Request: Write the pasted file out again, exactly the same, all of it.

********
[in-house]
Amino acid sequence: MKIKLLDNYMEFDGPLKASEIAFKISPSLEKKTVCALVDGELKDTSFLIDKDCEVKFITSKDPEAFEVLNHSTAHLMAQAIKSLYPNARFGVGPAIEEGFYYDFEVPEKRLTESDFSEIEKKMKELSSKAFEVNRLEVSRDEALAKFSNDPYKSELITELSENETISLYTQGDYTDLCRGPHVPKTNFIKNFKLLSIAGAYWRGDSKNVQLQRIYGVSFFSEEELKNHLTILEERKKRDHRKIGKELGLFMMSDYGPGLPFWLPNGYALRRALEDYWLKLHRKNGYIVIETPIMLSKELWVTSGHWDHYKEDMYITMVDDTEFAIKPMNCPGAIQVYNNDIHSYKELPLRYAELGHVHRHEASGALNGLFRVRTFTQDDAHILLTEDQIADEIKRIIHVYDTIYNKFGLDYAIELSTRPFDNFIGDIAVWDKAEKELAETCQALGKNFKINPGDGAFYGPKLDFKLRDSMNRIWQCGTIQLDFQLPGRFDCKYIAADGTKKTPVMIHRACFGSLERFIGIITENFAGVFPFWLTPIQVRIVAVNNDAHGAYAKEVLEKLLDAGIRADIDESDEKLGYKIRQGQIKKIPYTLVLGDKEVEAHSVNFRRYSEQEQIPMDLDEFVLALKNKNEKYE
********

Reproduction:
[in-house]
Amino acid sequence: MKIKLLDNYMEFDGPLKASEIAFKISPSLEKKTVCALVDGELKDTSFLIDKDCEVKFITSKDPEAFEVLNHSTAHLMAQAIKSLYPNARFGVGPAIEEGFYYDFEVPEKRLTESDFSEIEKKMKELSSKAFEVNRLEVSRDEALAKFSNDPYKSELITELSENETISLYTQGDYTDLCRGPHVPKTNFIKNFKLLSIAGAYWRGDSKNVQLQRIYGVSFFSEEELKNHLTILEERKKRDHRKIGKELGLFMMSDYGPGLPFWLPNGYALRRALEDYWLKLHRKNGYIVIETPIMLSKELWVTSGHWDHYKEDMYITMVDDTEFAIKPMNCPGAIQVYNNDIHSYKELPLRYAELGHVHRHEASGALNGLFRVRTFTQDDAHILLTEDQIADEIKRIIHVYDTIYNKFGLDYAIELSTRPFDNFIGDIAVWDKAEKELAETCQALGKNFKINPGDGAFYGPKLDFKLRDSMNRIWQCGTIQLDFQLPGRFDCKYIAADGTKKTPVMIHRACFGSLERFIGIITENFAGVFPFWLTPIQVRIVAVNNDAHGAYAKEVLEKLLDAGIRADIDESDEKLGYKIRQGQIKKIPYTLVLGDKEVEAHSVNFRRYSEQEQIPMDLDEFVLALKNKNEKYE